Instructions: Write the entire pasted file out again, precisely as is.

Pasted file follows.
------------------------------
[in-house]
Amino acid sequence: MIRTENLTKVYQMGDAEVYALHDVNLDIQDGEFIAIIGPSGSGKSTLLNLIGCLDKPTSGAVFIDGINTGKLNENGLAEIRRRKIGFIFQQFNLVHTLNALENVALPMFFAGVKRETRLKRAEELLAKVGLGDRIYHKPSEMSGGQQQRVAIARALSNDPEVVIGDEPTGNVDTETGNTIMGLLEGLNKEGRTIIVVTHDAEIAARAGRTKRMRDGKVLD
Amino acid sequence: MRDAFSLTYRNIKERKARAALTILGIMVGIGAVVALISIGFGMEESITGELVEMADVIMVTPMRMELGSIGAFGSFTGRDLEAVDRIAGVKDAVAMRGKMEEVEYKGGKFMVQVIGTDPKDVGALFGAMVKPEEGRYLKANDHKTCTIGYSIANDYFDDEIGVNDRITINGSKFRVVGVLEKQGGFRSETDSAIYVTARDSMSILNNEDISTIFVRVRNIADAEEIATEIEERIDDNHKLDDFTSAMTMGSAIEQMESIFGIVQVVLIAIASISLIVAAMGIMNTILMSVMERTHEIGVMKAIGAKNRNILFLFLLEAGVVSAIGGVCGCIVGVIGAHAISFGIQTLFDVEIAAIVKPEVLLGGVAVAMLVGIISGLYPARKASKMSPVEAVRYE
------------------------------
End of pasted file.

[in-house]
Amino acid sequence: MIRTENLTKVYQMGDAEVYALHDVNLDIQDGEFIAIIGPSGSGKSTLLNLIGCLDKPTSGAVFIDGINTGKLNENGLAEIRRRKIGFIFQQFNLVHTLNALENVALPMFFAGVKRETRLKRAEELLAKVGLGDRIYHKPSEMSGGQQQRVAIARALSNDPEVVIGDEPTGNVDTETGNTIMGLLEGLNKEGRTIIVVTHDAEIAARAGRTKRMRDGKVLD
Amino acid sequence: MRDAFSLTYRNIKERKARAALTILGIMVGIGAVVALISIGFGMEESITGELVEMADVIMVTPMRMELGSIGAFGSFTGRDLEAVDRIAGVKDAVAMRGKMEEVEYKGGKFMVQVIGTDPKDVGALFGAMVKPEEGRYLKANDHKTCTIGYSIANDYFDDEIGVNDRITINGSKFRVVGVLEKQGGFRSETDSAIYVTARDSMSILNNEDISTIFVRVRNIADAEEIATEIEERIDDNHKLDDFTSAMTMGSAIEQMESIFGIVQVVLIAIASISLIVAAMGIMNTILMSVMERTHEIGVMKAIGAKNRNILFLFLLEAGVVSAIGGVCGCIVGVIGAHAISFGIQTLFDVEIAAIVKPEVLLGGVAVAMLVGIISGLYPARKASKMSPVEAVRYE